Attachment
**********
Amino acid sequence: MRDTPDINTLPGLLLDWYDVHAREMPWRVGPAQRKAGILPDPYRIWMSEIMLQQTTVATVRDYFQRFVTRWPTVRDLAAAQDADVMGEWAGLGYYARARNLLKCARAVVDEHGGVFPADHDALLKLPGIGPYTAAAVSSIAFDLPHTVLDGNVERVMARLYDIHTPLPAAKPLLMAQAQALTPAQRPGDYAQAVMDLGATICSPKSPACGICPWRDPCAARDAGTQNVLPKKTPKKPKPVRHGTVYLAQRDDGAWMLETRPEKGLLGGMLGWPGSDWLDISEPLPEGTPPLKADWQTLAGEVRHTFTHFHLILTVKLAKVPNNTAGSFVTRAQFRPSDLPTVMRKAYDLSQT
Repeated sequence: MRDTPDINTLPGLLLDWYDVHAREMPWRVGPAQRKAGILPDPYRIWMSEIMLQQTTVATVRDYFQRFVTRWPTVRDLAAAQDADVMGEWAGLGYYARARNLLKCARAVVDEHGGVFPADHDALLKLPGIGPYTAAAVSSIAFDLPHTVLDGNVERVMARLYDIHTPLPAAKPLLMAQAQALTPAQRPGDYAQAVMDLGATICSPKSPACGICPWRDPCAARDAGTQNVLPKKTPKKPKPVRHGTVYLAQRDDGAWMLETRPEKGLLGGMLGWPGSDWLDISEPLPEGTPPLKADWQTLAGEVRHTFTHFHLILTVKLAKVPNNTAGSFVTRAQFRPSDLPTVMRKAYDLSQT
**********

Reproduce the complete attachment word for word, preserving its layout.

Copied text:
Amino acid sequence: MRDTPDINTLPGLLLDWYDVHAREMPWRVGPAQRKAGILPDPYRIWMSEIMLQQTTVATVRDYFQRFVTRWPTVRDLAAAQDADVMGEWAGLGYYARARNLLKCARAVVDEHGGVFPADHDALLKLPGIGPYTAAAVSSIAFDLPHTVLDGNVERVMARLYDIHTPLPAAKPLLMAQAQALTPAQRPGDYAQAVMDLGATICSPKSPACGICPWRDPCAARDAGTQNVLPKKTPKKPKPVRHGTVYLAQRDDGAWMLETRPEKGLLGGMLGWPGSDWLDISEPLPEGTPPLKADWQTLAGEVRHTFTHFHLILTVKLAKVPNNTAGSFVTRAQFRPSDLPTVMRKAYDLSQT
Repeated sequence: MRDTPDINTLPGLLLDWYDVHAREMPWRVGPAQRKAGILPDPYRIWMSEIMLQQTTVATVRDYFQRFVTRWPTVRDLAAAQDADVMGEWAGLGYYARARNLLKCARAVVDEHGGVFPADHDALLKLPGIGPYTAAAVSSIAFDLPHTVLDGNVERVMARLYDIHTPLPAAKPLLMAQAQALTPAQRPGDYAQAVMDLGATICSPKSPACGICPWRDPCAARDAGTQNVLPKKTPKKPKPVRHGTVYLAQRDDGAWMLETRPEKGLLGGMLGWPGSDWLDISEPLPEGTPPLKADWQTLAGEVRHTFTHFHLILTVKLAKVPNNTAGSFVTRAQFRPSDLPTVMRKAYDLSQT